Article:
Selecting a Primary Fermenter for Wine

Updated: Jun 16, 2020

Without primary fermentation, we would not have wine. Primary fermentation generally refers to the stage of winemaking when the yeast is converting the sugars to alcohol and CO2. This stage can last from about one to three weeks. What happens at primary fermentation doesn’t stay at primary fermentation though. The decisions made during this period can have a major impact on the final characteristics of the wine.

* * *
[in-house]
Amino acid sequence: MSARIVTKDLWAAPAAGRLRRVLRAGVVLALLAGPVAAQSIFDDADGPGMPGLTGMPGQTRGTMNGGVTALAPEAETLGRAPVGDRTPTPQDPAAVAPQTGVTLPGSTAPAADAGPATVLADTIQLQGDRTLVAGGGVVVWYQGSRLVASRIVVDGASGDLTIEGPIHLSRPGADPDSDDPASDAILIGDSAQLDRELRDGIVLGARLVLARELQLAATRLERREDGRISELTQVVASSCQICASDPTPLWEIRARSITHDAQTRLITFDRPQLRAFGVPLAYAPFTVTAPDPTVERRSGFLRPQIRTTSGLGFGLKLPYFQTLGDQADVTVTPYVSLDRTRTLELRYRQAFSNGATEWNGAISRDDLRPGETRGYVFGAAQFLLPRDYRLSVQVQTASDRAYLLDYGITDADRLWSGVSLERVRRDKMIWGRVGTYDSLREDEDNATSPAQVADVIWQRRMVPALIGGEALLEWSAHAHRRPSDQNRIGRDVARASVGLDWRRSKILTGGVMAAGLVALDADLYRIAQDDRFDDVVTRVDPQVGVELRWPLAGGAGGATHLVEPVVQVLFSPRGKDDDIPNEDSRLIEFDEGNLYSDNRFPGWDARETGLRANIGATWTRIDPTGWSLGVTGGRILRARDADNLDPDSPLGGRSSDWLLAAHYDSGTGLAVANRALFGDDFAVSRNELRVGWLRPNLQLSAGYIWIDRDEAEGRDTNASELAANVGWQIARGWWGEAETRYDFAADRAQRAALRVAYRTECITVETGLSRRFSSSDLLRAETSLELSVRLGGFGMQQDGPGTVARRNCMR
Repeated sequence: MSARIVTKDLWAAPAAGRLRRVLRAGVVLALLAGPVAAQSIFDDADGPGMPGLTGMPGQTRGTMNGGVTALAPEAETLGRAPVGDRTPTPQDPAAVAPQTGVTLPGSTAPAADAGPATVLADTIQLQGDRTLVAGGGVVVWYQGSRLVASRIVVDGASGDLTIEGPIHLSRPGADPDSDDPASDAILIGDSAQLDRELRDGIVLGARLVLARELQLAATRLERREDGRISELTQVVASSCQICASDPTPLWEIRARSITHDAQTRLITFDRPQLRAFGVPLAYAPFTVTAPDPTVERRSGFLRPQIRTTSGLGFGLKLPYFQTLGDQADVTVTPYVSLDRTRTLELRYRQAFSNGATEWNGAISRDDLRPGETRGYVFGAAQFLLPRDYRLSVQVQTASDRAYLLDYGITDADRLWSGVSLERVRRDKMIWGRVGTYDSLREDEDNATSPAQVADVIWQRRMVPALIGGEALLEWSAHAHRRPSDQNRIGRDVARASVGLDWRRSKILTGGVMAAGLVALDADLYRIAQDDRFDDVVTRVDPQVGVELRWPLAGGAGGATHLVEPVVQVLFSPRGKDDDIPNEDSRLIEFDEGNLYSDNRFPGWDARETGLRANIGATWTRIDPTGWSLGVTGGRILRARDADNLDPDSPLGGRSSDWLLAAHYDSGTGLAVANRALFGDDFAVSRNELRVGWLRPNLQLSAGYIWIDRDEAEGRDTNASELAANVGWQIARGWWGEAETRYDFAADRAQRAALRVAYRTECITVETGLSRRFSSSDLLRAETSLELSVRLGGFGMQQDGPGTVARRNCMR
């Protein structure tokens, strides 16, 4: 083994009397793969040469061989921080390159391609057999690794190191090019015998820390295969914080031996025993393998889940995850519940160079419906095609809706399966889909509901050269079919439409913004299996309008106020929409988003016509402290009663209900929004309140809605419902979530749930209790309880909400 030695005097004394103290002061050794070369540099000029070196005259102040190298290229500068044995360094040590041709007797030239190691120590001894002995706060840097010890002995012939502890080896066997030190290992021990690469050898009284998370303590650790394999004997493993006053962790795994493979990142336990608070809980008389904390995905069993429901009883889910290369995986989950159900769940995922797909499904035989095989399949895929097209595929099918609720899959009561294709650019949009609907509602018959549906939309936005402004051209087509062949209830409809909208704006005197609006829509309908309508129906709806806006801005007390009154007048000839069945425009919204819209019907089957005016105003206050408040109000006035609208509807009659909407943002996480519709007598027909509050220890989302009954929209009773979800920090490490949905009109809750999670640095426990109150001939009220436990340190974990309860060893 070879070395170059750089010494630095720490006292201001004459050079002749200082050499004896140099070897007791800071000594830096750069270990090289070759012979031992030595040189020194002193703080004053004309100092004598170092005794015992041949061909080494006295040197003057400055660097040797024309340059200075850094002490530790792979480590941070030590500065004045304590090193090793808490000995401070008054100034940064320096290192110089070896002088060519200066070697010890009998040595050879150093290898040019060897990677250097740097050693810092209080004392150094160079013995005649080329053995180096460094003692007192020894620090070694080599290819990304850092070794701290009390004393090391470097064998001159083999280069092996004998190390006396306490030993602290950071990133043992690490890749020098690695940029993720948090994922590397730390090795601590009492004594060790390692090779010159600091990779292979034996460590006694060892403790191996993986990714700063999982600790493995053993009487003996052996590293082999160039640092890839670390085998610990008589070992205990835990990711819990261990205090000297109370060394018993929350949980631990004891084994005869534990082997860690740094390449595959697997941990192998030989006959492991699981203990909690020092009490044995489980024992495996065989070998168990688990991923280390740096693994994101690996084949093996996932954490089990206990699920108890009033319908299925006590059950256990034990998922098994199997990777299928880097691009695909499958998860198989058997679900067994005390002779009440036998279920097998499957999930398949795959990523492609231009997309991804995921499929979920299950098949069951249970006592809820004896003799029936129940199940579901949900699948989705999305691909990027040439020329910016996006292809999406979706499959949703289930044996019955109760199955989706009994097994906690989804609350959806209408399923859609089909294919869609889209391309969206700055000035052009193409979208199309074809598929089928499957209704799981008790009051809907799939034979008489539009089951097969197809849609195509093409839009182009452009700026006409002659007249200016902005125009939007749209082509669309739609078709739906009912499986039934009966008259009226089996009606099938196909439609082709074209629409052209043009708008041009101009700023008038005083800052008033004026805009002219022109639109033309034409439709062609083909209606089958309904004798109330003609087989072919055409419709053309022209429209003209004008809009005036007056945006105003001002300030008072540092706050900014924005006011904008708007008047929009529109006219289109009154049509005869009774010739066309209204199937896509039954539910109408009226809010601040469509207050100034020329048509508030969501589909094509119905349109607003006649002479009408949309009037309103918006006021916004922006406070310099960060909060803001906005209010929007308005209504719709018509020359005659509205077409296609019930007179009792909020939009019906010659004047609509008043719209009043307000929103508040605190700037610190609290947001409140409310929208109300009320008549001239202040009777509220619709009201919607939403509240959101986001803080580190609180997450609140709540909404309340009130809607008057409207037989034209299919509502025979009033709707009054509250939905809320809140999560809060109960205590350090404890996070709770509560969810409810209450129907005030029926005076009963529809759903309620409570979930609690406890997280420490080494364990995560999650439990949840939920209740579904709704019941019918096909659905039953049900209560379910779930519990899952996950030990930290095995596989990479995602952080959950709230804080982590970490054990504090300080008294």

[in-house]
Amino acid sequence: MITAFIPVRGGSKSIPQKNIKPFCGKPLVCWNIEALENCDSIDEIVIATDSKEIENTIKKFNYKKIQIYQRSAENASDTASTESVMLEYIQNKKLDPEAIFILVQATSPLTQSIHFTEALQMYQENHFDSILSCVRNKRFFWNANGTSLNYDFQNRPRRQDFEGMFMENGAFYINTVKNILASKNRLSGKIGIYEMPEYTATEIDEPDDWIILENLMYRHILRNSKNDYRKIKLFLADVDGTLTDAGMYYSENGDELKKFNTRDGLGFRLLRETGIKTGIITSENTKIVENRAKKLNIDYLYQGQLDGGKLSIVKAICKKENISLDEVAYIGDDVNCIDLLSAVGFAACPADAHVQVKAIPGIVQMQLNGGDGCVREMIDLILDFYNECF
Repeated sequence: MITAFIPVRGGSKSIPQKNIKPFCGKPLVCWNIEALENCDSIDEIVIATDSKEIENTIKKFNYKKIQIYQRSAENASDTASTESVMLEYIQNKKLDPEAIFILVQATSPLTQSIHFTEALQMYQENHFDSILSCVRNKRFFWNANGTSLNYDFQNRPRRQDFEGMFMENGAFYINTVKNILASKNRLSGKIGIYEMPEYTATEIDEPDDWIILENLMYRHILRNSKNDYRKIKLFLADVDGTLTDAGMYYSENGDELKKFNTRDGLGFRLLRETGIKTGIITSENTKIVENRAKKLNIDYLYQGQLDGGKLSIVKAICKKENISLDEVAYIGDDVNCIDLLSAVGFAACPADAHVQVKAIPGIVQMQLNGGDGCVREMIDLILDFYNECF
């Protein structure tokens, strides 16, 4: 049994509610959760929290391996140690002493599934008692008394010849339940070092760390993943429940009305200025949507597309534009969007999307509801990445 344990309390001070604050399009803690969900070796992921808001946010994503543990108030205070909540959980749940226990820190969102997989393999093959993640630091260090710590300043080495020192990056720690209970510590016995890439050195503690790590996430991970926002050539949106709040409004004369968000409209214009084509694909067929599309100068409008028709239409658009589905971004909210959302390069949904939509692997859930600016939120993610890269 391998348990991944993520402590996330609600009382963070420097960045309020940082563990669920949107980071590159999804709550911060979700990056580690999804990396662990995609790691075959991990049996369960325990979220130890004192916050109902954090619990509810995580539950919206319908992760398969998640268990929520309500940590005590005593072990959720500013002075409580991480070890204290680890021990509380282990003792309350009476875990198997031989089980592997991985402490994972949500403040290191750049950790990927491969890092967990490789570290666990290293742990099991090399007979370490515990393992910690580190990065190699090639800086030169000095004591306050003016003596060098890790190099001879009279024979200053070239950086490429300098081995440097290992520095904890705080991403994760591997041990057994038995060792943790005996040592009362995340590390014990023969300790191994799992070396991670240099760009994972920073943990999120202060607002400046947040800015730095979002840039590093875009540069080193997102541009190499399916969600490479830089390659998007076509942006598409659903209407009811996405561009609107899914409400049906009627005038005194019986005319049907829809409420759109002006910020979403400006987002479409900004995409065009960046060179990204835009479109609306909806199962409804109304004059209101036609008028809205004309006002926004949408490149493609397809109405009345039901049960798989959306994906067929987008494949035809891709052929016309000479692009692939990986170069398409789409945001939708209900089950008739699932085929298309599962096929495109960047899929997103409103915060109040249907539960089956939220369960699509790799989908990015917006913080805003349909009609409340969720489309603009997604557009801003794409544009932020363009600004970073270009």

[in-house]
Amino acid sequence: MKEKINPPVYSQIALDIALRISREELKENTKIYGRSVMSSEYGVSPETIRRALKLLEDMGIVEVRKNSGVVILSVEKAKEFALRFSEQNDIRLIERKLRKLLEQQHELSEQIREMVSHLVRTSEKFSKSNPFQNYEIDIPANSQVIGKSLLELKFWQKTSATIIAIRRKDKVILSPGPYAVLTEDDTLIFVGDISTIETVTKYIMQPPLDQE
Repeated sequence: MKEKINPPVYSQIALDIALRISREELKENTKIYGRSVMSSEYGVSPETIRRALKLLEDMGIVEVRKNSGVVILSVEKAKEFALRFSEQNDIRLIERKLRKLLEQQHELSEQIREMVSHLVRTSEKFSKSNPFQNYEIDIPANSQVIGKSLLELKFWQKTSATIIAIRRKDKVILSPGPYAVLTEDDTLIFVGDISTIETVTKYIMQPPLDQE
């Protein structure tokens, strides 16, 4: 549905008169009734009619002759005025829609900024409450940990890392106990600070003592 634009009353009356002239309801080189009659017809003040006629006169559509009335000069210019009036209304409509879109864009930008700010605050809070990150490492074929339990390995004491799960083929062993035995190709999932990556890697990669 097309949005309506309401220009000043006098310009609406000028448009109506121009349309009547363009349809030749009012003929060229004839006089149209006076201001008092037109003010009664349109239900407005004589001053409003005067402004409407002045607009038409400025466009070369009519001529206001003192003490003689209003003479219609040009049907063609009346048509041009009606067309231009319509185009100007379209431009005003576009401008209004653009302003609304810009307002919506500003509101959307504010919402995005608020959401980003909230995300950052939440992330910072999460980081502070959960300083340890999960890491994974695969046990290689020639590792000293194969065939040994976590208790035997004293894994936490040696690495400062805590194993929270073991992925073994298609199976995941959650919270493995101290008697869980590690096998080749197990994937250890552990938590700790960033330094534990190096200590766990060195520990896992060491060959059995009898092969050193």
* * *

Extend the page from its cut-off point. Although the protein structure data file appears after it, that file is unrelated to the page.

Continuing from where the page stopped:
For traditional red winemaking, the grape skins remain in contact with the juice during primary fermentation. For white winemaking, the juice is pressed off the skins as soon as possible after harvesting and the juice fermented without skin or seed contact. It is more important to limit oxygen contact to a white wine during primary fermentation due to it’s lower tannin content and delicate flavors. Many home winemakers will make red wine from flash extracted juice or concentrate, so the process can have more parallels to white wine than traditional red wine. These process differences lead to different requirements in the actual primary fermenter.